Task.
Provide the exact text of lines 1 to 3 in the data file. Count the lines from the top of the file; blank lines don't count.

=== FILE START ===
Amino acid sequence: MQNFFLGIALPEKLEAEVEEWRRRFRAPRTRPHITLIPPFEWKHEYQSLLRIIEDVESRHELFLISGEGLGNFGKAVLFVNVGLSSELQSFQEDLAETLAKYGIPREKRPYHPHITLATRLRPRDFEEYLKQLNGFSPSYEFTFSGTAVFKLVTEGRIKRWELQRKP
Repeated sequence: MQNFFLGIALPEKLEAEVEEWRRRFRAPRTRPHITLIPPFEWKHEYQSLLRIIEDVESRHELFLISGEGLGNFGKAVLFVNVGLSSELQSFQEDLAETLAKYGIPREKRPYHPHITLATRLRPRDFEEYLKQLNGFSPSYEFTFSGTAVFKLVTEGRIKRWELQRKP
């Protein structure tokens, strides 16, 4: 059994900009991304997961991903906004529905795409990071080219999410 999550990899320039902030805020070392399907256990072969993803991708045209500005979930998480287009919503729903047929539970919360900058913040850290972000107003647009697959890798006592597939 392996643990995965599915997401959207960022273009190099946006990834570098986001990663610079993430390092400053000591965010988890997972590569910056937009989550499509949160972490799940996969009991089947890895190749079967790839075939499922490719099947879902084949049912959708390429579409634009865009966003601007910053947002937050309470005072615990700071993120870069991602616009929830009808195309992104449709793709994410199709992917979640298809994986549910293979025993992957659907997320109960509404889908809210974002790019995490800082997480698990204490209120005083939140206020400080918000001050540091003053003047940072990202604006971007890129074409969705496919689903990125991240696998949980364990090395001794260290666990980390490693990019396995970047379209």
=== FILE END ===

Amino acid sequence: MQNFFLGIALPEKLEAEVEEWRRRFRAPRTRPHITLIPPFEWKHEYQSLLRIIEDVESRHELFLISGEGLGNFGKAVLFVNVGLSSELQSFQEDLAETLAKYGIPREKRPYHPHITLATRLRPRDFEEYLKQLNGFSPSYEFTFSGTAVFKLVTEGRIKRWELQRKP
Repeated sequence: MQNFFLGIALPEKLEAEVEEWRRRFRAPRTRPHITLIPPFEWKHEYQSLLRIIEDVESRHELFLISGEGLGNFGKAVLFVNVGLSSELQSFQEDLAETLAKYGIPREKRPYHPHITLATRLRPRDFEEYLKQLNGFSPSYEFTFSGTAVFKLVTEGRIKRWELQRKP
């Protein structure tokens, strides 16, 4: 059994900009991304997961991903906004529905795409990071080219999410 999550990899320039902030805020070392399907256990072969993803991708045209500005979930998480287009919503729903047929539970919360900058913040850290972000107003647009697959890798006592597939 392996643990995965599915997401959207960022273009190099946006990834570098986001990663610079993430390092400053000591965010988890997972590569910056937009989550499509949160972490799940996969009991089947890895190749079967790839075939499922490719099947879902084949049912959708390429579409634009865009966003601007910053947002937050309470005072615990700071993120870069991602616009929830009808195309992104449709793709994410199709992917979640298809994986549910293979025993992957659907997320109960509404889908809210974002790019995490800082997480698990204490209120005083939140206020400080918000001050540091003053003047940072990202604006971007890129074409969705496919689903990125991240696998949980364990090395001794260290666990980390490693990019396995970047379209």